Benefits, Dangers of Paying Taxes with Credit Card

Individuals and businesses may choose to pay taxes with one of the major credit cards through service providers that have contracts with the Internal Revenue Service (IRS) and earn miles, points, rewards or money back from the credit card issuer. For taxpayers whose returns contain an unpleasant surprise, the credit card option allows some time to pull together the cash he needs to pay the tax bill.

But preparers should warn their clients that interest on credit card balances is generally higher than interest paid to the IRS on underpayment of taxes (currently 8 percent). When a taxpayer also faces penalties, paying with a credit card could make some sense, especially if the taxpayer does not carry a high credit card balance.

There are no easy solutions for the taxpayer in a cash crunch, the Buffalo News says. Mark Luscombe, principal tax analyst at CCH Inc. notes that penalties for not paying on time can be 0.5 percent of the tax due each month, but penalties for failure to file are 5 percent of the tax due each month up to 25 percent.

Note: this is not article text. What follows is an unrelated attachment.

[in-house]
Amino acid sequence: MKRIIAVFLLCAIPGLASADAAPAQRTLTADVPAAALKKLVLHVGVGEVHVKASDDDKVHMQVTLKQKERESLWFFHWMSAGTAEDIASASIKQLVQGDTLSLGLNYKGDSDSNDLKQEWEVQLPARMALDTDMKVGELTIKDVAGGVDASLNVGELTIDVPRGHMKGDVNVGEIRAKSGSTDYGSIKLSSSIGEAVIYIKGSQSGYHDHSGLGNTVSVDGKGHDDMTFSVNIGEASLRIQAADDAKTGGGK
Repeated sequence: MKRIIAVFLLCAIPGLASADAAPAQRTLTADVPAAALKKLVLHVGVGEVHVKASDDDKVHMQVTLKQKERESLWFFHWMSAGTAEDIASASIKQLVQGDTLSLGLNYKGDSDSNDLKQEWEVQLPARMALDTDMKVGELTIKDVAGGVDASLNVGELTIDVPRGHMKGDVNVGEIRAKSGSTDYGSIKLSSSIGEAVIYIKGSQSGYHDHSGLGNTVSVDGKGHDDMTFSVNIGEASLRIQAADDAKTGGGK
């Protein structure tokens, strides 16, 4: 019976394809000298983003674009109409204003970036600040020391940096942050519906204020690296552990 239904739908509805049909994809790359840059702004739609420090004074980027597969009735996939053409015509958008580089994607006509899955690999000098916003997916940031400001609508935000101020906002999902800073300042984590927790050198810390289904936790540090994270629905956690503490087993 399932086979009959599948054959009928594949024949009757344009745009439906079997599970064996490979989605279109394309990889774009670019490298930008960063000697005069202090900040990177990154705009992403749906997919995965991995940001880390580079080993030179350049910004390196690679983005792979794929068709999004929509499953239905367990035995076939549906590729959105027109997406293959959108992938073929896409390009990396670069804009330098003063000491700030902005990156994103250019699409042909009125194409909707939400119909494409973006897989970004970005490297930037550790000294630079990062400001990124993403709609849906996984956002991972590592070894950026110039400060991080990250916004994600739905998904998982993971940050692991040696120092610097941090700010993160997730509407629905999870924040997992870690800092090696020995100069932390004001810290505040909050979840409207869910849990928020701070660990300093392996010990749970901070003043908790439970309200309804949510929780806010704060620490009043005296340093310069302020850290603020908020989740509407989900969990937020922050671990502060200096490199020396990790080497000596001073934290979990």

The client may e-file or paper file, the IRS says but credit card payments must be made through tax preparation software, by a tax professional or a card payment service provider via phone or the internet.

Payments may be made by phone, on-line or when e-filing, although not all of the e-filing providers offer this option.

Major credit cards sites provide links to the two main service providers, LINK2GOVCorporation and Official Payments Corporation. The service providers charge a processing fee, approximately 2.5 to 3 percent of the transaction. This fee is a non-deductible personal expense, the IRS says, but it is a deductible business expense.

IN the interest of protecting the taxpayer's privacy and the information in his credit card account, the IRS does not receive or store credit card numbers from the service providers, and no payment information will be disclosed for any reason other than processing the transaction authorized by the taxpayer, the Agency’s web site says.

The IRS cautions that cards should not be sent to the IRS with the return or form. Credit card account numbers should not be written on the return or form.

Information about the individual and business forms for which the IRS accepts credit card payments can be found at IRS.gov/efile. LINK2GOV’s web sites are incometaxpayment.com (for debit card payments) PAY1040.com, Pay941.com and Pay940.com for credit card payments. Official Payments’ site is Official Payments.com

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